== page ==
3.     We embrace our responsibilities as place based institutions, contributing to the health and strength of our communities—economically, socially, environmentally, educationally, and politically.

4.     We harness the capacity of our institutions—through research, teaching, partnerships, and institutional practice—to challenge the prevailing social and economic inequalities that threaten our democratic future.

5.     We foster an environment that consistently affirms the centrality of the public purposes of higher education by setting high expectations for members of the campus community to contribute to their achievement.

Approach

Inherent in the newly articulated institutional strategic plan, as well as the civic action plan, is the idea that we as an institution could be a more effective agent of promoting civic responsibility and community based learning across the College. 

For example, there is often a lack of awareness how different institutional agents are approaching the development of civic agency in their daily work.  This is sometimes manifested in a lack of coherence and coordination in advancing the College’s civic agenda.  While at present, there are numerous College stakeholders involved in this effort, by better working together we could bring about greater institutional capacity to promote civic engagement that leads to student learning.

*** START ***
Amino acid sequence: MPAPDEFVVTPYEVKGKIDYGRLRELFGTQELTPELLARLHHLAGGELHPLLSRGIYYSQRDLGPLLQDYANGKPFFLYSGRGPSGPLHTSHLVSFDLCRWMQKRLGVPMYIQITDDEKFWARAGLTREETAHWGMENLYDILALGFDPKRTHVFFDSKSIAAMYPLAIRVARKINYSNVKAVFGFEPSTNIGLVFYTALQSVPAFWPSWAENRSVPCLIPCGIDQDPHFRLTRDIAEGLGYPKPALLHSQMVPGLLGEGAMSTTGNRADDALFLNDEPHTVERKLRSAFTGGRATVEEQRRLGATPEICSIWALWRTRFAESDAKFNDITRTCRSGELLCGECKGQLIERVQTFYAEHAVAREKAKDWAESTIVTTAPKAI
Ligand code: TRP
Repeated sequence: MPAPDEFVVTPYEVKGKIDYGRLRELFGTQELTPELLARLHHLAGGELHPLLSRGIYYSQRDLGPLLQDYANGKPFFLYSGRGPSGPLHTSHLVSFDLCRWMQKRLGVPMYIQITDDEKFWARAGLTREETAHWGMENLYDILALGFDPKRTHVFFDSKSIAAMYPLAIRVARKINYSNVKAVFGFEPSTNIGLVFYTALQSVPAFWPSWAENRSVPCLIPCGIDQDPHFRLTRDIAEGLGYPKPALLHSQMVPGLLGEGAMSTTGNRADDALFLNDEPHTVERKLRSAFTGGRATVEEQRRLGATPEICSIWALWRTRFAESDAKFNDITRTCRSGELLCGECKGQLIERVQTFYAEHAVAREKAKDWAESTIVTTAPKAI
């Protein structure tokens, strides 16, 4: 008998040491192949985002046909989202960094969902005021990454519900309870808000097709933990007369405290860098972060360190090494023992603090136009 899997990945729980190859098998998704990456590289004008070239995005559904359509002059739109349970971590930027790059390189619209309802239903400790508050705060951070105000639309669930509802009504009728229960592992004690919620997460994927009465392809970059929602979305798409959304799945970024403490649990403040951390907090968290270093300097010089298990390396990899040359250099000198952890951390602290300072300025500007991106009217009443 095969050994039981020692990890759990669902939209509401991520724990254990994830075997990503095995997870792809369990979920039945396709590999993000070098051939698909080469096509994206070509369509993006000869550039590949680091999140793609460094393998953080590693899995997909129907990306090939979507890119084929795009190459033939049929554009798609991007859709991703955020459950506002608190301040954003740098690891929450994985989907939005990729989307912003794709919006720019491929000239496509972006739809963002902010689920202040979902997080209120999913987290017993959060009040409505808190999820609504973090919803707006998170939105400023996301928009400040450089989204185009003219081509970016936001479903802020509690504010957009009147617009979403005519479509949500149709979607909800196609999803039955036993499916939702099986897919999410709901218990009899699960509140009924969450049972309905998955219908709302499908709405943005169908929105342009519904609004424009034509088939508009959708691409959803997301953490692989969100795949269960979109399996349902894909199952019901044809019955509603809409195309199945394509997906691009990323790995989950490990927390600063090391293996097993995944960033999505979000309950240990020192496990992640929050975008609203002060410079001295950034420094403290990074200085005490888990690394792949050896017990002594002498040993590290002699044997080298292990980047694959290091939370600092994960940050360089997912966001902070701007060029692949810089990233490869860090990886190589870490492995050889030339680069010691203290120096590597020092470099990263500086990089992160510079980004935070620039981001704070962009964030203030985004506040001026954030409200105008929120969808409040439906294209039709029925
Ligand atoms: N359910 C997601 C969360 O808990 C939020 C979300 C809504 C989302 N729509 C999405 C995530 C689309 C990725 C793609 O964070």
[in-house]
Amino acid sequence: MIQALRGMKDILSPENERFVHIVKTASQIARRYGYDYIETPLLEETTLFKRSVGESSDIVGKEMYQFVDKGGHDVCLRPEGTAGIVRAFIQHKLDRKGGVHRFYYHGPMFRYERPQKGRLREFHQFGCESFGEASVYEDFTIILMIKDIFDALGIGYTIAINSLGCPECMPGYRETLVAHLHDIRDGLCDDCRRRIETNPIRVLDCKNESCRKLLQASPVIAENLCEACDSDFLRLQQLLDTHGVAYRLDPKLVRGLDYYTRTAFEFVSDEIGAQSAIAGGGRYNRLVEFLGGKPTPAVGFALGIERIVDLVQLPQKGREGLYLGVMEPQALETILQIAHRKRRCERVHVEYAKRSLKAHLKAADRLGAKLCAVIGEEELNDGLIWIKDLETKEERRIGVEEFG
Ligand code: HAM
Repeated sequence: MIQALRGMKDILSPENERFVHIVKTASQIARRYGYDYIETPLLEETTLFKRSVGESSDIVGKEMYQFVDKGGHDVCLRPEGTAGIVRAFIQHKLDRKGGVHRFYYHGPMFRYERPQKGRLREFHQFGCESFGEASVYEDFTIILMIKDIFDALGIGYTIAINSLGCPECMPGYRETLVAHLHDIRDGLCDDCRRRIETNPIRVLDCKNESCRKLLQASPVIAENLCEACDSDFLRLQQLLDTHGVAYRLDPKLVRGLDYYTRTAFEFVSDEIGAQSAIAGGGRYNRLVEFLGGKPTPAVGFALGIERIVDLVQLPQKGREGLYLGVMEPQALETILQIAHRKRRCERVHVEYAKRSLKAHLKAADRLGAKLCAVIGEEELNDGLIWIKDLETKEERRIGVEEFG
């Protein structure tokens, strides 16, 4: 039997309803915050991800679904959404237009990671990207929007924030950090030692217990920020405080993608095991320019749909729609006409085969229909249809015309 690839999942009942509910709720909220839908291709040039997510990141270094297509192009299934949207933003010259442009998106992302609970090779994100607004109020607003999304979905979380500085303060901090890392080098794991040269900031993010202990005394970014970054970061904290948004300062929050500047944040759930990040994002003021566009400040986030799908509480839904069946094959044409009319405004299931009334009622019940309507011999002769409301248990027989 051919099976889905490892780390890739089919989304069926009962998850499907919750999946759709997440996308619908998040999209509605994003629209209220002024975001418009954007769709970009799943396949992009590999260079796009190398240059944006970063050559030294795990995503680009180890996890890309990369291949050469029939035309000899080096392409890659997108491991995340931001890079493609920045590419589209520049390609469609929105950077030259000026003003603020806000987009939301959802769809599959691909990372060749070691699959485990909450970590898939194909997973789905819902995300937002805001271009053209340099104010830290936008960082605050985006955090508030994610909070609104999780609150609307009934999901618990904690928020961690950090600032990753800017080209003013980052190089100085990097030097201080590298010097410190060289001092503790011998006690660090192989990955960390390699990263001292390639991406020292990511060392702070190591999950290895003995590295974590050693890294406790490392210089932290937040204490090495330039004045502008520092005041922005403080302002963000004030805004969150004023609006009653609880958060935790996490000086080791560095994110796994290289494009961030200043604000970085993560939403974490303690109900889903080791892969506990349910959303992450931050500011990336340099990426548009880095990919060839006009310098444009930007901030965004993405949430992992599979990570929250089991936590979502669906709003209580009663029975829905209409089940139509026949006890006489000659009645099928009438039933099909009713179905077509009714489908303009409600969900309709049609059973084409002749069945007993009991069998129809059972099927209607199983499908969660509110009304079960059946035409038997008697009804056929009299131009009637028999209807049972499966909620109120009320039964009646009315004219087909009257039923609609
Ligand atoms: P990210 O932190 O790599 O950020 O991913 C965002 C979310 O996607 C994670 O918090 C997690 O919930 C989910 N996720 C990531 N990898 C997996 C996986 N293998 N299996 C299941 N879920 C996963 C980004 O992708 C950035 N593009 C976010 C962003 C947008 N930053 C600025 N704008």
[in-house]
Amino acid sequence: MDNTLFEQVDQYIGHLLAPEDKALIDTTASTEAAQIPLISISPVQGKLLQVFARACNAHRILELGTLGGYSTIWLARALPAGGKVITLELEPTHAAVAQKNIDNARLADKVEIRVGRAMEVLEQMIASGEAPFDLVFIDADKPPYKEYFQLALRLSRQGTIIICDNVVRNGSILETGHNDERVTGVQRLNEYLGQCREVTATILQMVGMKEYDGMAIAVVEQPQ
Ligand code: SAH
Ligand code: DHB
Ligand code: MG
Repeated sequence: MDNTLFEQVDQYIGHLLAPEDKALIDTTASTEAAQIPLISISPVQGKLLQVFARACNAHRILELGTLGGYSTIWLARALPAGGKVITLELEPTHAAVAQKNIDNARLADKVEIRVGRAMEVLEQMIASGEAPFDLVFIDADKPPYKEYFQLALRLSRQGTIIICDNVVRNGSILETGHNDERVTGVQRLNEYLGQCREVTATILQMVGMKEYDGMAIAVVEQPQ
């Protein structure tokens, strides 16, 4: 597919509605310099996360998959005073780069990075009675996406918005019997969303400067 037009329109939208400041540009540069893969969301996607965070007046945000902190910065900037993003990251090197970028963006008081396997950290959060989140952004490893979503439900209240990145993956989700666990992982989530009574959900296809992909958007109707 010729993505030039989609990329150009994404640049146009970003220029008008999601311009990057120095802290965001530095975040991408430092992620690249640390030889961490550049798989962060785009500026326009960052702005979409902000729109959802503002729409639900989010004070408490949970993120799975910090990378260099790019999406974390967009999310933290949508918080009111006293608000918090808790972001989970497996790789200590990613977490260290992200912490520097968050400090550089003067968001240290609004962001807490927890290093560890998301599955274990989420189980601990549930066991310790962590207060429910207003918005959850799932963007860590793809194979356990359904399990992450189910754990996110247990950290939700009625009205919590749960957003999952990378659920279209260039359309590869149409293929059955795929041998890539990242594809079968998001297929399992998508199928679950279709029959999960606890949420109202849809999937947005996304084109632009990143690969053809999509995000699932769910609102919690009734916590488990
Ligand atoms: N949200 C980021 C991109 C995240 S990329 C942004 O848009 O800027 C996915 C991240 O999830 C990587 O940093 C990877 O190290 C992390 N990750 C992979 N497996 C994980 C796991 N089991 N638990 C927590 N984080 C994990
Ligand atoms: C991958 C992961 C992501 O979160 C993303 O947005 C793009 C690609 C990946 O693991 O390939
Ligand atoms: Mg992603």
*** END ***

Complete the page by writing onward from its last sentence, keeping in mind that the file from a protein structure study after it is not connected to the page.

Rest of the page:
When Geneseo launched its participation in NASPA’s Civic Learning and Democratic Engagement initiative as a “Lead Institution,” one of the aims of its lead project was to define what we at Geneseo meant by the term “socially responsible citizens” found in the College mission statement at that time, and to identify the skills needed by socially responsible citizens that are important to, in the words of the former College mission statement, “the pursuit of an enriched life and success in the world.”

In 2013, a committee on Civic Engagement and Democratic Learning composed of faculty, students, and staff, and co-chaired by the Vice President for Student and Campus Life, and the Associate Provost, arrived at the following definition of “socially responsible citizens:”

individuals who recognize they are part of, and have an on-going commitment to, a larger community, and take ethical action to contribute to the well-being of others, broadly conceived, sharing responsibility for the current and future public good

In addition, the committee identified the following types of skills needed by socially responsible citizens that they deemed important to “the pursuit of an enriched life and success in the world.”